43 Shades of Grey… Chromosomes

“For you formed my inward parts; you knitted me together in my mother’s womb. I praise you, for I am fearfully and wonderfully made. Wonderful are your works; my soul knows it very well. My frame was not hidden from you, when I was being made in secret, intricately woven in the depths of the earth. Your eyes saw my unformed substance; in your book were written, every one of them, the days that were formed for me” –     Psalm 139:13-16

Julia Tronkos with Grandmother, Aunt and Uncle in Livada_2

My Grandmother, Julia Tronkos (child) with her grandmother and Aunt Marie. ( Livada, Romania 1913) shortly after her father died and her mother Rose had immigrated to America.  The only piece I held to my Grandmother’s history.

 

     This past week I received the results from my Ancestry.com DNA test kit.   I have to say it has been worth every penny!  I received my package shortly after placing my order (on sale for $79.99) and I filled the vial with a sample which took less than a minute to complete. I placed it in the self returned package and ran back to the mailbox while crossing my fingers!

     The test allowed me some theoretical daydreaming.  My highest hopes would be to to find my elusive, Hungarian, great -grandfather.   I had no name, no date, nothing but the grey eyes that beam from my daughters faces. I always wondered where they got those gorgeous grey eyes? 

ancestry-dna-kit-contents

     My starting point was with my paternal Grandmother, Julia Tronkos. She  was born in Livada, Sutu- Mare Romania , on April 2, 1910 to Rozalia Julianna. Everyone called her “Rose”.

I only had some sketchy stories that were passed down to me.   I was told  Julia’s father was a decorated soldier in the Austro-Hungarian Army and his life was tragically cut short by a train accident when my grandmother was just a few years old. 

     The story always seemed questionable.  How could a mother leave her daughter behind and move to America to begin a new life?  I was unable to find a marriage certificate, a death certificate or any tangible evidence that supported the tale. I realized something serious must have impacted her decision. My suspicions were later confirmed when I found documents listing my grandmother shared the same surname as her mother.  I became determined to learn more and hoped  DNA might point me in the right direction. It seemed to be a needle in a genetic haystack. Who was this unnamed soldier?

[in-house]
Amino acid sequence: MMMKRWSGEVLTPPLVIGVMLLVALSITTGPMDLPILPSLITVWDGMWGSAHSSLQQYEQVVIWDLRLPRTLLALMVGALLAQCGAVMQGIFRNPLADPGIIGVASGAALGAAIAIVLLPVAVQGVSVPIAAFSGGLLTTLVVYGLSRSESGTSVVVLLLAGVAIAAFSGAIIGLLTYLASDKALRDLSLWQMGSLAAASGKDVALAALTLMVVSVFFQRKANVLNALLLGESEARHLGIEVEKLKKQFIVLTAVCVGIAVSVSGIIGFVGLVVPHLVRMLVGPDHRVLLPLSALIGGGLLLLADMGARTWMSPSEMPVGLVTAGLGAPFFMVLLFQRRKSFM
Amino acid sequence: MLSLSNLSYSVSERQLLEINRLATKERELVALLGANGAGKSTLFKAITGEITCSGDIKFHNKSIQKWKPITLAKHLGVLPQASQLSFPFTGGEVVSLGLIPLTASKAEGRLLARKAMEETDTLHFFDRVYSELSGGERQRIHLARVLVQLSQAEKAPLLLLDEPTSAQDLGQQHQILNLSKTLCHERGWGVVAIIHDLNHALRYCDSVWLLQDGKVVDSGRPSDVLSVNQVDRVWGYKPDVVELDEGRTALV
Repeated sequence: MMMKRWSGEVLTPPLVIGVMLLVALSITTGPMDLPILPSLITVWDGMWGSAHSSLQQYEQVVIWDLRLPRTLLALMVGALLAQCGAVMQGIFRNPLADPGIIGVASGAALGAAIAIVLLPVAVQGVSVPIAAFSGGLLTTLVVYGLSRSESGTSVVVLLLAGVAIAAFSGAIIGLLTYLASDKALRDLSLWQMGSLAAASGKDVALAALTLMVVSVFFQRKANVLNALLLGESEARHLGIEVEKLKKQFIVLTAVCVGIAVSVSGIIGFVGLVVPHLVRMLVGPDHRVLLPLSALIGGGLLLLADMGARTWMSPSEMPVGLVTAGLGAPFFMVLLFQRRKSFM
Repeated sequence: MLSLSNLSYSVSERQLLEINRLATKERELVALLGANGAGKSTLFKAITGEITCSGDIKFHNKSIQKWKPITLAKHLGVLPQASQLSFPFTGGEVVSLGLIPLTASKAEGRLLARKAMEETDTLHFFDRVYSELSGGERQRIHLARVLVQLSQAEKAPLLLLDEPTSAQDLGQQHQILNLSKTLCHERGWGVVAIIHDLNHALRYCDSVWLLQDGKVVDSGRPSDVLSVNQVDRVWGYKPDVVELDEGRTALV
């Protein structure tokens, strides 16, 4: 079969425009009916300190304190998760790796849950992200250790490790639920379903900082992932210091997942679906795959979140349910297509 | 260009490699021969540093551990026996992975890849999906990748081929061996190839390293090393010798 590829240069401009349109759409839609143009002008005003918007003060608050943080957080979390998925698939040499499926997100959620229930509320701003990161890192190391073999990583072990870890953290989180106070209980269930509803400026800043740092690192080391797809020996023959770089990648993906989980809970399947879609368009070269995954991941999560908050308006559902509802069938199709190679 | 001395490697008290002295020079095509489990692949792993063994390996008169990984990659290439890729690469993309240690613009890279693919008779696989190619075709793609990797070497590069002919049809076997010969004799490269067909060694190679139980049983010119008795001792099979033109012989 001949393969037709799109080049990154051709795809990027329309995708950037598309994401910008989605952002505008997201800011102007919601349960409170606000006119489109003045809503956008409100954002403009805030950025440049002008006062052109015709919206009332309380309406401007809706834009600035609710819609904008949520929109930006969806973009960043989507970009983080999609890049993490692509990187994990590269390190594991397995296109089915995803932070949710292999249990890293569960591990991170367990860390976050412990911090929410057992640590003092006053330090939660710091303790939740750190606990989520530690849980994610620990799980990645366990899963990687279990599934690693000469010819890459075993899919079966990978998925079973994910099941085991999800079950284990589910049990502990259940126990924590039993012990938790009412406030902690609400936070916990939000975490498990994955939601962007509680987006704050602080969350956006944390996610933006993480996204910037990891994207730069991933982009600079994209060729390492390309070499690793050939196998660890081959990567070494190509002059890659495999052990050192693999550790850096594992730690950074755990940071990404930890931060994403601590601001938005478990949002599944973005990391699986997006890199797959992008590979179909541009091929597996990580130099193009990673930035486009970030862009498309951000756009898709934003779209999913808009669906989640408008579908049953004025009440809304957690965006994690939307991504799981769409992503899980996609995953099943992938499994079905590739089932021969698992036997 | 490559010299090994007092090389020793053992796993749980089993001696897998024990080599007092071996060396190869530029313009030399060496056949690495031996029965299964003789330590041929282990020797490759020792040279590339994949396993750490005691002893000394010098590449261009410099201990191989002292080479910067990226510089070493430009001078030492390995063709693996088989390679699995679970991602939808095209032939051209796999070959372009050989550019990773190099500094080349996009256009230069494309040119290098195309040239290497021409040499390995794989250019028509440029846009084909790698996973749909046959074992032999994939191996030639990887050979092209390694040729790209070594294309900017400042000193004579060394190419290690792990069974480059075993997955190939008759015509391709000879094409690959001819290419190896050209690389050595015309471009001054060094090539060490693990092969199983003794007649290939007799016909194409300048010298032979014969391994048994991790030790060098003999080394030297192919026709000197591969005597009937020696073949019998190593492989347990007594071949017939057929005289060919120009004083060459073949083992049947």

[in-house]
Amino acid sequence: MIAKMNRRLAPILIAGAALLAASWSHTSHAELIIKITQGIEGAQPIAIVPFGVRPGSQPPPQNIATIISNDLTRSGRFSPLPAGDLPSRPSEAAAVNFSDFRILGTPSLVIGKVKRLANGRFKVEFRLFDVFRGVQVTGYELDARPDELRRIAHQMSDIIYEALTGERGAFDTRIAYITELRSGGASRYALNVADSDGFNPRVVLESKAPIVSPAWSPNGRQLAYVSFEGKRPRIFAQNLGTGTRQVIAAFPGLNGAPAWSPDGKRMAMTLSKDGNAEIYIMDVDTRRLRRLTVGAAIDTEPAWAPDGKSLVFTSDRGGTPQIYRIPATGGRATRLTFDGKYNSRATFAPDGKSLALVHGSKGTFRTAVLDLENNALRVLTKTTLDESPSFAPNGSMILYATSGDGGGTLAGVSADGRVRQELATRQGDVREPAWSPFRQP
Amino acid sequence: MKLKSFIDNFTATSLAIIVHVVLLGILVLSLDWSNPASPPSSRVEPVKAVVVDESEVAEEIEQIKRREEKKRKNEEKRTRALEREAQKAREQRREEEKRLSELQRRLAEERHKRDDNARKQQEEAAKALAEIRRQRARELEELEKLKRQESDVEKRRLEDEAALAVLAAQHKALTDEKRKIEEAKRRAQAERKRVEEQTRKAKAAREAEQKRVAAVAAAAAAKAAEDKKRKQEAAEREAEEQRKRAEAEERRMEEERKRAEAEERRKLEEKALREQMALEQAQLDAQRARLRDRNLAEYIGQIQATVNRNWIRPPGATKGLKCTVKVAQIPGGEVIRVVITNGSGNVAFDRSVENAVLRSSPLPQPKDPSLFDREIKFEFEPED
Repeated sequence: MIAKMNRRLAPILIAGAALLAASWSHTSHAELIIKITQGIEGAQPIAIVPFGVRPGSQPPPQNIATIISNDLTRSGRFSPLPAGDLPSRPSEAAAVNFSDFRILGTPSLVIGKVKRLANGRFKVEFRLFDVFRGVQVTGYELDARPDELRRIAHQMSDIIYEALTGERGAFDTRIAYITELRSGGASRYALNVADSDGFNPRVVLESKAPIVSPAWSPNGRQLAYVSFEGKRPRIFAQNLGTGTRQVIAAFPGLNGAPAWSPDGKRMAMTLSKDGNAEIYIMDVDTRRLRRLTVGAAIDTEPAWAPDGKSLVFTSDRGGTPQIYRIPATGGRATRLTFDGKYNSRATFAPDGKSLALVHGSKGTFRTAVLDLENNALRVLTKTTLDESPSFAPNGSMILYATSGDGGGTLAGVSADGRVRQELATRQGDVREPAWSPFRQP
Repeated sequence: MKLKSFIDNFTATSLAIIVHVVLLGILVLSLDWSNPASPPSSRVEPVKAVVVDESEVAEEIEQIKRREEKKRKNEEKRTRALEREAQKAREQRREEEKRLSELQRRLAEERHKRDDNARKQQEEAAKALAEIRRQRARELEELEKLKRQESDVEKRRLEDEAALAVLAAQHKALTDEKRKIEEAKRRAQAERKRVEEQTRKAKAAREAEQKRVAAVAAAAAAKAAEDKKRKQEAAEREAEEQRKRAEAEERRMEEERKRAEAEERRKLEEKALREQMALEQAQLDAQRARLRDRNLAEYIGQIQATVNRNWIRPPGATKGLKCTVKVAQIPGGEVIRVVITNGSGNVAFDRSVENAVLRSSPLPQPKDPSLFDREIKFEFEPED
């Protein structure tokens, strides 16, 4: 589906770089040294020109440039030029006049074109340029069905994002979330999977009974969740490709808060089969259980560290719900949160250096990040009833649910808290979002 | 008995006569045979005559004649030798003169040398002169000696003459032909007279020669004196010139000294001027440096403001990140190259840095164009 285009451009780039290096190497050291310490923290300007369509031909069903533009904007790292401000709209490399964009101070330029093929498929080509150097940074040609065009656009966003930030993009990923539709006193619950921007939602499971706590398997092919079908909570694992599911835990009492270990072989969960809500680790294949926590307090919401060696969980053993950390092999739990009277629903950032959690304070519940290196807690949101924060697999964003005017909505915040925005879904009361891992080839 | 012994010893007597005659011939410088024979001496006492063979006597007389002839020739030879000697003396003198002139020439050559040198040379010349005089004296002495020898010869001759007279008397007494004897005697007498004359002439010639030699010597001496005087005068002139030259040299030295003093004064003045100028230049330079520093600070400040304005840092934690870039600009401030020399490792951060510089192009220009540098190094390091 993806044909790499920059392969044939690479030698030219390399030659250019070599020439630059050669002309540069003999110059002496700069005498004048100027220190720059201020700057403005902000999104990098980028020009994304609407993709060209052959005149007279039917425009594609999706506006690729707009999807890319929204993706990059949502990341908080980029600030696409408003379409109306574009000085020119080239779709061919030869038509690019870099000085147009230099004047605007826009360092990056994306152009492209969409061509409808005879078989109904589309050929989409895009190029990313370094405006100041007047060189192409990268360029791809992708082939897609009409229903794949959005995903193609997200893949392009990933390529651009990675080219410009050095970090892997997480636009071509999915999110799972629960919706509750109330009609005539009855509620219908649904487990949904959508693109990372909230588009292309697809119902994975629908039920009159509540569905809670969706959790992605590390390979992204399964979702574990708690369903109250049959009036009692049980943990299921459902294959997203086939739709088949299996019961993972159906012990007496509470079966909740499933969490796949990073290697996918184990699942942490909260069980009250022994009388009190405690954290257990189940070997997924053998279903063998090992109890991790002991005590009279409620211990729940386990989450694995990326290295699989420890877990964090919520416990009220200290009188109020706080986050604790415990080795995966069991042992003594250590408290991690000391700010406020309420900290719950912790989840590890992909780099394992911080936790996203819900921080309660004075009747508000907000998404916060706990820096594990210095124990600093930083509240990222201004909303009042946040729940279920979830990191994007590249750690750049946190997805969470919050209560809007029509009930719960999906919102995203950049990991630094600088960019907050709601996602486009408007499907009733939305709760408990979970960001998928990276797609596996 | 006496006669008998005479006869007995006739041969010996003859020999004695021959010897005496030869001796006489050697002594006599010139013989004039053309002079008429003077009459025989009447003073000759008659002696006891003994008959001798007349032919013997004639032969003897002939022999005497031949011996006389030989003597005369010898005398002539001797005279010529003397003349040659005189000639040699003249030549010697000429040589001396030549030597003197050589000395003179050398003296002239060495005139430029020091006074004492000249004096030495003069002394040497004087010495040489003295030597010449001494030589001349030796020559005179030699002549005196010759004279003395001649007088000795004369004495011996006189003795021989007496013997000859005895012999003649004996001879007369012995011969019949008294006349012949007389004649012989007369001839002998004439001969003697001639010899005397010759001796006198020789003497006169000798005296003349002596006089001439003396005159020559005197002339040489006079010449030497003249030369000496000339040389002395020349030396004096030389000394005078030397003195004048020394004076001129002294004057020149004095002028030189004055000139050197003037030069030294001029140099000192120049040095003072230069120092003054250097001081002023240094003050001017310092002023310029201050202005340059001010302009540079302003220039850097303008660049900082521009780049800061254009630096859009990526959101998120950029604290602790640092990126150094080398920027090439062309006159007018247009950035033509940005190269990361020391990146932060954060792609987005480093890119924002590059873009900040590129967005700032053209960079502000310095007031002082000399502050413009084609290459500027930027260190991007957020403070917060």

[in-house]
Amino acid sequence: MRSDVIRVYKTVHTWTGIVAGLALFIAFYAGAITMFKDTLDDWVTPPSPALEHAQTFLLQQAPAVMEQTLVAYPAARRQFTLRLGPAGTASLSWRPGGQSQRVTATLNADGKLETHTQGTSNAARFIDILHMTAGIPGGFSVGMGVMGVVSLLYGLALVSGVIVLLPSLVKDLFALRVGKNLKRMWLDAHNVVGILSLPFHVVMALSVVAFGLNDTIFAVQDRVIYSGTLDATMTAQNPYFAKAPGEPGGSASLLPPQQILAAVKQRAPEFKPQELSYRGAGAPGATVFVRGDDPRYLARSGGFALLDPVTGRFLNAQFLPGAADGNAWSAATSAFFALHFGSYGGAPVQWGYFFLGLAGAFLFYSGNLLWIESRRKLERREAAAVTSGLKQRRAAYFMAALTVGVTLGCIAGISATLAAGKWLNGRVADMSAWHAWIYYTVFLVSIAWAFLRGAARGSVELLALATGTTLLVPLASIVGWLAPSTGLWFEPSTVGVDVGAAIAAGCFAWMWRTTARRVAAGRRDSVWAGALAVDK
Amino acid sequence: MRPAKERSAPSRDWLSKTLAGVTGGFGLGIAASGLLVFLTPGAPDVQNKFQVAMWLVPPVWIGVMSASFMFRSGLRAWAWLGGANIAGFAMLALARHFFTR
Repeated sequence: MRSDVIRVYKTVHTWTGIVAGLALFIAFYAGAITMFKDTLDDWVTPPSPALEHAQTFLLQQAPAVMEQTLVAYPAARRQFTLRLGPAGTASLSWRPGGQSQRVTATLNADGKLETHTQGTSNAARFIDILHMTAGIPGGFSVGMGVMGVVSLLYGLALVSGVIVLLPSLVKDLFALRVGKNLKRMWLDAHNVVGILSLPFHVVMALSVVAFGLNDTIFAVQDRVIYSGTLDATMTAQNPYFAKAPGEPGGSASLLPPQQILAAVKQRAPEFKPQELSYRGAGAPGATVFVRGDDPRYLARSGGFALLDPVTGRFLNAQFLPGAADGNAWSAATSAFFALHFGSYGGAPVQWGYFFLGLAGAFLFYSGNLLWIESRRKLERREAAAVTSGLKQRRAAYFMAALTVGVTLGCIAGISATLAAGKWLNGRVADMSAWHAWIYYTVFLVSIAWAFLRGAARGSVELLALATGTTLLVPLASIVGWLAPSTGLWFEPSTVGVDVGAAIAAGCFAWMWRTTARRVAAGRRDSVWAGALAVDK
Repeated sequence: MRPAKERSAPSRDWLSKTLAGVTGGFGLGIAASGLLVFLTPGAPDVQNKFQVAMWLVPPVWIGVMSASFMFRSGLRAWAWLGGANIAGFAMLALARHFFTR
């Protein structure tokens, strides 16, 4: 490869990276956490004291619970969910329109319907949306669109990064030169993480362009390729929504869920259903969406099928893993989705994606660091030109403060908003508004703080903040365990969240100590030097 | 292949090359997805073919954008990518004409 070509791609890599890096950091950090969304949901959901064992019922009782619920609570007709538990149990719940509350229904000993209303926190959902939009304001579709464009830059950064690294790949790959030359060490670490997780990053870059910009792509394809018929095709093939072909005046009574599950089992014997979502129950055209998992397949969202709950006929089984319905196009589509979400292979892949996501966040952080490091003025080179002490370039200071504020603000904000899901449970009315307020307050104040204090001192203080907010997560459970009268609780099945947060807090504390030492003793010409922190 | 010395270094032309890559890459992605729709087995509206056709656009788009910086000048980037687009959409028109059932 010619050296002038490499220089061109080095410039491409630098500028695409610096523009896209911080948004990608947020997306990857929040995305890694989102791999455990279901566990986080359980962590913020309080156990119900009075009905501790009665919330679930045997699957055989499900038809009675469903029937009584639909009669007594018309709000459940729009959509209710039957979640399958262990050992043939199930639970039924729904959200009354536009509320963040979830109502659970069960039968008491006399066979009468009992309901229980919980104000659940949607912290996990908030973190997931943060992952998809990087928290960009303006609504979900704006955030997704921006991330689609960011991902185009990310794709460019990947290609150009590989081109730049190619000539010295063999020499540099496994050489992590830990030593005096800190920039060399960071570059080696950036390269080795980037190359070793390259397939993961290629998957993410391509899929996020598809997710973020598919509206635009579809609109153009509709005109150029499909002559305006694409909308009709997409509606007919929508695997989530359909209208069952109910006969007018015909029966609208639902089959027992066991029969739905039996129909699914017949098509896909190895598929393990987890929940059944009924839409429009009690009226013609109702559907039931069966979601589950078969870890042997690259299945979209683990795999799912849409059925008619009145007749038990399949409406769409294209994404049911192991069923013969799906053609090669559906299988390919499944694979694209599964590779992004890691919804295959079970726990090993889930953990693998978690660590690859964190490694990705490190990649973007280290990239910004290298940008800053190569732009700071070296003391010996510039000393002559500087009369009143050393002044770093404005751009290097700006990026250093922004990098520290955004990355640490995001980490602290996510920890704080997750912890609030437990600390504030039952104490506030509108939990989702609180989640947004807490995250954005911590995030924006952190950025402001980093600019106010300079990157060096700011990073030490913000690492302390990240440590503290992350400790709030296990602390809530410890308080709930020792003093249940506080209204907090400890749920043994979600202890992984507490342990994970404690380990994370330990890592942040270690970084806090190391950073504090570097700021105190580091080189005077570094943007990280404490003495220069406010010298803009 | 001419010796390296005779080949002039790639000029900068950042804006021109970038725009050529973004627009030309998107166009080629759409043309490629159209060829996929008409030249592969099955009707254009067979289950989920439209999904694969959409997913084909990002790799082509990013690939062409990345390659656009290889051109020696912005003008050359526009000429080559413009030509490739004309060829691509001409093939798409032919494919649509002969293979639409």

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     I also hoped to find more details about my ethnic background using the latest scientific innovations that now make it possible to discover Ancestors through DNA. That was their slogan but I still was a bit pessimistic.  It played on those commercials that incessantly revolved on my TV. Was I about to “trade in my Lederhosen for a kilt”?Ancestry.com DNA kit

     I was about to find something even better!  A few weeks passed and an alert posted that my results were in. I excitedly logged on to my Ancestry.com account to see what they found.  My genetic profile came back  34% from Great Britain, 32% Eastern European and to my surprise, I was possibly 3% Armenian/Caucus  and 1 % Middle Eastern.  That certainly explained my dark features.   I looked over my DNA “Cousin Connections” and the profile pictures of my genetic family stared back at me.  81 pages worth ! Most